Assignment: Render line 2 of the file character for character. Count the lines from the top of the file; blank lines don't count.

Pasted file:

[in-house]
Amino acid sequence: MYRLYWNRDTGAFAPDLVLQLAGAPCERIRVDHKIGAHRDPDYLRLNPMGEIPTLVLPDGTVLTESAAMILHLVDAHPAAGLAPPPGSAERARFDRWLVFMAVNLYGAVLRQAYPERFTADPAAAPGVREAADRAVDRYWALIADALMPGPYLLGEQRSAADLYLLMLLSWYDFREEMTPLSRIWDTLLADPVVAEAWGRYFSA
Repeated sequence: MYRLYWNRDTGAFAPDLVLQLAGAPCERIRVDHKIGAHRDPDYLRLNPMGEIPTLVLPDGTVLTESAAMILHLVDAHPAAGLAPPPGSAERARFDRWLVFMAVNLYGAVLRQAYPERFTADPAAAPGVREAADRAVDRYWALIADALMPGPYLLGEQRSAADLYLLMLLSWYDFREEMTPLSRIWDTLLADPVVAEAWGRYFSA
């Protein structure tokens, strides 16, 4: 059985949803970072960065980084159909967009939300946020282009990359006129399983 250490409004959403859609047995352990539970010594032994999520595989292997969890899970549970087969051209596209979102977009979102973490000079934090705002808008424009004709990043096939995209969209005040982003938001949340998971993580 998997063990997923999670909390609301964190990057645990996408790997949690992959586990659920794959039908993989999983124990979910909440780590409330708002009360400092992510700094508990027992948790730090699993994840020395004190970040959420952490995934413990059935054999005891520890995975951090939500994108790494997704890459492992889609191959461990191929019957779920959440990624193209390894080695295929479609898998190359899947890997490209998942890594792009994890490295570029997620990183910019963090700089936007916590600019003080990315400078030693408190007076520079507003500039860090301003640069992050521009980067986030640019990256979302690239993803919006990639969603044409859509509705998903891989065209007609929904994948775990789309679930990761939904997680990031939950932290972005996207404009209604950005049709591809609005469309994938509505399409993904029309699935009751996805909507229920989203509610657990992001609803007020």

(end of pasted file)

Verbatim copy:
Amino acid sequence: MYRLYWNRDTGAFAPDLVLQLAGAPCERIRVDHKIGAHRDPDYLRLNPMGEIPTLVLPDGTVLTESAAMILHLVDAHPAAGLAPPPGSAERARFDRWLVFMAVNLYGAVLRQAYPERFTADPAAAPGVREAADRAVDRYWALIADALMPGPYLLGEQRSAADLYLLMLLSWYDFREEMTPLSRIWDTLLADPVVAEAWGRYFSA